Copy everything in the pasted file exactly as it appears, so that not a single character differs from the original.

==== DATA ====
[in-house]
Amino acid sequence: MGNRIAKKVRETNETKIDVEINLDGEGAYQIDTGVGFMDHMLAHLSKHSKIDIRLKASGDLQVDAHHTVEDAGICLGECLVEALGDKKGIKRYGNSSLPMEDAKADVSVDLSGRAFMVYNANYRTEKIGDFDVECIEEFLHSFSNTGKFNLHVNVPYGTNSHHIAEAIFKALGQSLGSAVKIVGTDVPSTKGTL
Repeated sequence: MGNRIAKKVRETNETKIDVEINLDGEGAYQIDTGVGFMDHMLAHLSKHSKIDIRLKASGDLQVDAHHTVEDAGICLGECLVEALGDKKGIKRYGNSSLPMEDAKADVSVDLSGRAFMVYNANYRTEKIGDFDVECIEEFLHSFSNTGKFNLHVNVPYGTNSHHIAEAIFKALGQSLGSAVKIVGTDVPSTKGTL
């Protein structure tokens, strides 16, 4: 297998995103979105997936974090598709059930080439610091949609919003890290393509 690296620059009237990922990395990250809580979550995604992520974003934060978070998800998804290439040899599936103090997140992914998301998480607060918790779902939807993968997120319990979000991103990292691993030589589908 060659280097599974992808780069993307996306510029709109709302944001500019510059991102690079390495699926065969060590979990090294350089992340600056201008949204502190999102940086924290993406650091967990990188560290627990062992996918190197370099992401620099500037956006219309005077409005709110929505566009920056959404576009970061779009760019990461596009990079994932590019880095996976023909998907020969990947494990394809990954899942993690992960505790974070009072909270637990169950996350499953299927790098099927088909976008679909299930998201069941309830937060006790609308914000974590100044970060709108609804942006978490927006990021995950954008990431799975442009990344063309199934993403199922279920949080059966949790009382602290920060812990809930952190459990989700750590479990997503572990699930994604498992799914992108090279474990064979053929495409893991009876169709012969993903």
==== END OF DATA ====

[in-house]
Amino acid sequence: MGNRIAKKVRETNETKIDVEINLDGEGAYQIDTGVGFMDHMLAHLSKHSKIDIRLKASGDLQVDAHHTVEDAGICLGECLVEALGDKKGIKRYGNSSLPMEDAKADVSVDLSGRAFMVYNANYRTEKIGDFDVECIEEFLHSFSNTGKFNLHVNVPYGTNSHHIAEAIFKALGQSLGSAVKIVGTDVPSTKGTL
Repeated sequence: MGNRIAKKVRETNETKIDVEINLDGEGAYQIDTGVGFMDHMLAHLSKHSKIDIRLKASGDLQVDAHHTVEDAGICLGECLVEALGDKKGIKRYGNSSLPMEDAKADVSVDLSGRAFMVYNANYRTEKIGDFDVECIEEFLHSFSNTGKFNLHVNVPYGTNSHHIAEAIFKALGQSLGSAVKIVGTDVPSTKGTL
């Protein structure tokens, strides 16, 4: 297998995103979105997936974090598709059930080439610091949609919003890290393509 690296620059009237990922990395990250809580979550995604992520974003934060978070998800998804290439040899599936103090997140992914998301998480607060918790779902939807993968997120319990979000991103990292691993030589589908 060659280097599974992808780069993307996306510029709109709302944001500019510059991102690079390495699926065969060590979990090294350089992340600056201008949204502190999102940086924290993406650091967990990188560290627990062992996918190197370099992401620099500037956006219309005077409005709110929505566009920056959404576009970061779009760019990461596009990079994932590019880095996976023909998907020969990947494990394809990954899942993690992960505790974070009072909270637990169950996350499953299927790098099927088909976008679909299930998201069941309830937060006790609308914000974590100044970060709108609804942006978490927006990021995950954008990431799975442009990344063309199934993403199922279920949080059966949790009382602290920060812990809930952190459990989700750590479990997503572990699930994604498992799914992108090279474990064979053929495409893991009876169709012969993903």